Abstract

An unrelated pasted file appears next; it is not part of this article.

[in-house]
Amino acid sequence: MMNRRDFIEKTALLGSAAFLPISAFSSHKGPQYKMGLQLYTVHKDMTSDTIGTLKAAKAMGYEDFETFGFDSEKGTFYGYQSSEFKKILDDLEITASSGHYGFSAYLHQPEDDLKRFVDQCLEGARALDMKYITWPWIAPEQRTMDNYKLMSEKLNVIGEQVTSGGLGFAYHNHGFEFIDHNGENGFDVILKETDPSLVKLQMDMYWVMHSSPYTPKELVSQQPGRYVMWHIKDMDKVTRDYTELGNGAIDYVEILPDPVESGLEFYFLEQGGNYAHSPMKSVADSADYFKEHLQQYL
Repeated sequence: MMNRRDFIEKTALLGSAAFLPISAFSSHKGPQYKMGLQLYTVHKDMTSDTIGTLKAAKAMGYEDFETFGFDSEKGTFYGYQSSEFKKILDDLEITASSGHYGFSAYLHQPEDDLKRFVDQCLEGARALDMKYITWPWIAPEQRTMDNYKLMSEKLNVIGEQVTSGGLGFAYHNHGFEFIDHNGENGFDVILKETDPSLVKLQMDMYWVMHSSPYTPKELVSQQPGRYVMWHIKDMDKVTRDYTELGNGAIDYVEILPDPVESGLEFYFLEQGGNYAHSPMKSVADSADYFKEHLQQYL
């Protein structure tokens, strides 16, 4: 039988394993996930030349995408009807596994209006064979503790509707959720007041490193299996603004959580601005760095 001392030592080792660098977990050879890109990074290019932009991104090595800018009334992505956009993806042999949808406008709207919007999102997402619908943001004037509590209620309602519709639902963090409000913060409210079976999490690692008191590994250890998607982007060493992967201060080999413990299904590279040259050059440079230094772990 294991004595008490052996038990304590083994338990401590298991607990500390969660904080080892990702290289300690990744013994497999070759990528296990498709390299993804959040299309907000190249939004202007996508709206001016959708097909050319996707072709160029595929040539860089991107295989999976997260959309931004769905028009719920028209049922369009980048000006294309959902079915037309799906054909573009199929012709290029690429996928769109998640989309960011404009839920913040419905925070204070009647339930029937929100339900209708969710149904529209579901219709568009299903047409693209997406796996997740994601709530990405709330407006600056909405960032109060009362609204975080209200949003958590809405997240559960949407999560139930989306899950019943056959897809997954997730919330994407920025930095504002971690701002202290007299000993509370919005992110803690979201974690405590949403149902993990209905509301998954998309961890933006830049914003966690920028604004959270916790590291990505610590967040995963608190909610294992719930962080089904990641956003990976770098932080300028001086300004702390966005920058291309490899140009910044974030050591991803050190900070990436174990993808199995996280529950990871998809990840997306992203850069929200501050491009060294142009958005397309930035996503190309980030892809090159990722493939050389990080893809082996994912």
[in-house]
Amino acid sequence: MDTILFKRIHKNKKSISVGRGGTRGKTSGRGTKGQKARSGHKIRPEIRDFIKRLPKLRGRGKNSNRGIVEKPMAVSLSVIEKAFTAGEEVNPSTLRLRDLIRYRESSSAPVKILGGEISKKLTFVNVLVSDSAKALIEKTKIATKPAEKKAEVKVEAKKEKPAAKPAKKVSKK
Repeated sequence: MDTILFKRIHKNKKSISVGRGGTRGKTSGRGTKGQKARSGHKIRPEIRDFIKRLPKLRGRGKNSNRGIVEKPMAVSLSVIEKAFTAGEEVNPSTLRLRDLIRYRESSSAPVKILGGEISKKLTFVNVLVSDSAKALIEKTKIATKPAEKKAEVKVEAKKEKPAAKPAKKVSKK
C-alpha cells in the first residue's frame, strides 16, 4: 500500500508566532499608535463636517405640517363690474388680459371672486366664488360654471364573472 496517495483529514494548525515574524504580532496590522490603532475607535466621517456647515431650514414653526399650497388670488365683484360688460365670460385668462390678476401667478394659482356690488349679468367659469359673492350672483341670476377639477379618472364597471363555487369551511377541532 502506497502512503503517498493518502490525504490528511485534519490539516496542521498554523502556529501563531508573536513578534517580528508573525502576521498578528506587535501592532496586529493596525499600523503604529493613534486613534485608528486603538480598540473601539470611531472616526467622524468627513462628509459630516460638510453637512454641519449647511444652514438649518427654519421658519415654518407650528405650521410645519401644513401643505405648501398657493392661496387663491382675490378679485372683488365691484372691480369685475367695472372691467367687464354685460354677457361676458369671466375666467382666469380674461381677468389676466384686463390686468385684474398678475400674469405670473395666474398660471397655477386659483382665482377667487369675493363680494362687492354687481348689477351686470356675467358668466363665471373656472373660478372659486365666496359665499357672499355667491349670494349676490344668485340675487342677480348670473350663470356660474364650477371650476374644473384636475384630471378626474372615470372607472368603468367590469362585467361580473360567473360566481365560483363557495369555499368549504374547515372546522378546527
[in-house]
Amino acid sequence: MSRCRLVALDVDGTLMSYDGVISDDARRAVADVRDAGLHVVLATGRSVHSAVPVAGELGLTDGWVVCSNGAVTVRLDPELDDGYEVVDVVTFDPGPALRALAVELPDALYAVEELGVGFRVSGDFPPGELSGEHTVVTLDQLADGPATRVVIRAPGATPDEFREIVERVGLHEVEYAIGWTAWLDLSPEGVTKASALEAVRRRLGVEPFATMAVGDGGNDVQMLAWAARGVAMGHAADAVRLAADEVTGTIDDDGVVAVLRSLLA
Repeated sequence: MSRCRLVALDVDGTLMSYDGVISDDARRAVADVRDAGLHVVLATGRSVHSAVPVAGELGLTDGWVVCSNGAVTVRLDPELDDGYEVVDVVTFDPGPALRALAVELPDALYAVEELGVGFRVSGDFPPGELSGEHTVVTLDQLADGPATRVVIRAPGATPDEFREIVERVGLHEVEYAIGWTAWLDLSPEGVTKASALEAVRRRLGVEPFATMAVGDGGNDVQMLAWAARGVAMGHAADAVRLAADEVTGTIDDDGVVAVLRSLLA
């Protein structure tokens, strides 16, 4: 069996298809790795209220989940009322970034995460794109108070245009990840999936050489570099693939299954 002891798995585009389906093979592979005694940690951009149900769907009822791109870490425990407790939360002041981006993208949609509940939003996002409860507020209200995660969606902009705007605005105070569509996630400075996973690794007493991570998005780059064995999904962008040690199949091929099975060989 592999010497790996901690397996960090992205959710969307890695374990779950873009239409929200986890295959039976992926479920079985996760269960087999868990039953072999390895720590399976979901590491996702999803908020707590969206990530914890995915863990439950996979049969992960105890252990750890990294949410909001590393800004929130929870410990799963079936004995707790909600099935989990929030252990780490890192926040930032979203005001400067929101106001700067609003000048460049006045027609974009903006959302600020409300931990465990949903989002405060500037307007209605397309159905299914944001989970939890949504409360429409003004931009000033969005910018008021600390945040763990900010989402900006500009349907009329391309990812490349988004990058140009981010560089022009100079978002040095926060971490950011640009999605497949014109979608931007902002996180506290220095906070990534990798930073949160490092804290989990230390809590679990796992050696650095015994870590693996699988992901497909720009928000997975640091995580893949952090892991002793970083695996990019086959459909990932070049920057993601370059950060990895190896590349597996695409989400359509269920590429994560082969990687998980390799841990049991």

The western margin of the conterminous United States, covering roughly 300 000 mi2 (777 000 km2), is an agglomeration of tectonostratigraphic terranes accreted to the North American craton mainly during Mesozoic time. The terranes represent a number of fundamental crustal types: oceanic crust, island-arc crust, mélange, various combinations of the preceding three, batholithic, miogeoclinal, and platform.The distribution patterns of types of mineral deposits show that miogeoclinal terranes of the craton are characterized by replacement and vein-type lead–zinc–silver, skarn tungsten deposits, molybdenum, and tin, whereas accreted terranes contain all the known volcanogenic massive sulfide deposits, all chromite and chert-associated manganese, and all the large gold quartz-vein deposits, except Goldfield, Nevada. Carlin-type disseminated fine-grained gold deposits occur mostly in windows of Paleozoic miogeoclinal rocks in Nevada, but the only known fine-grained gold deposit in California is in very youthful volcanic rocks overlying oceanic-crust terrane. Large bedded-type barite deposits, although in the same general area and showing the same general trend as fine disseminated gold deposits in Nevada, are in allochthonous oceanic terrane. Mercury and antimony are dominantly in accreted terranes but antimony, in particular, also forms important deposits in cratonal rocks. Most of the large iron deposits are in the craton but a few are in accreted island-arc terranes.

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